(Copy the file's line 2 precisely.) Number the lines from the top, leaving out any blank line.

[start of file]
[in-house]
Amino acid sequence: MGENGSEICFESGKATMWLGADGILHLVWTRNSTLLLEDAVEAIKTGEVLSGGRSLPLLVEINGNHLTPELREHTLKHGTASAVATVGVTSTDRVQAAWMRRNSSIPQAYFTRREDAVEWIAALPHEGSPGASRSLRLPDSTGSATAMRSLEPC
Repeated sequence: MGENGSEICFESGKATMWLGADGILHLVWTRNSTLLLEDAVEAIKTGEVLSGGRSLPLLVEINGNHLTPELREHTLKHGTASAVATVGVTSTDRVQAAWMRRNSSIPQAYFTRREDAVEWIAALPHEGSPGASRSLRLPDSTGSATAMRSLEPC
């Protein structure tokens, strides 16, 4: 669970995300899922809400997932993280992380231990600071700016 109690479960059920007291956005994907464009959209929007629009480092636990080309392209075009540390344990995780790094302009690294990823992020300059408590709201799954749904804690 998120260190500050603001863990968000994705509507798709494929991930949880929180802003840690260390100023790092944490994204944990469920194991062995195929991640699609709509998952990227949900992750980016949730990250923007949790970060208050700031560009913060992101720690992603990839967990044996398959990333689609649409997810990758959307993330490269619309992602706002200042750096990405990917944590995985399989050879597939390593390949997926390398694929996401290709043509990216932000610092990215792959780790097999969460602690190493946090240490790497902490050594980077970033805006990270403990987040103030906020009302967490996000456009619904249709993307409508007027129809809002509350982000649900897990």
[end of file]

Amino acid sequence: MGENGSEICFESGKATMWLGADGILHLVWTRNSTLLLEDAVEAIKTGEVLSGGRSLPLLVEINGNHLTPELREHTLKHGTASAVATVGVTSTDRVQAAWMRRNSSIPQAYFTRREDAVEWIAALPHEGSPGASRSLRLPDSTGSATAMRSLEPC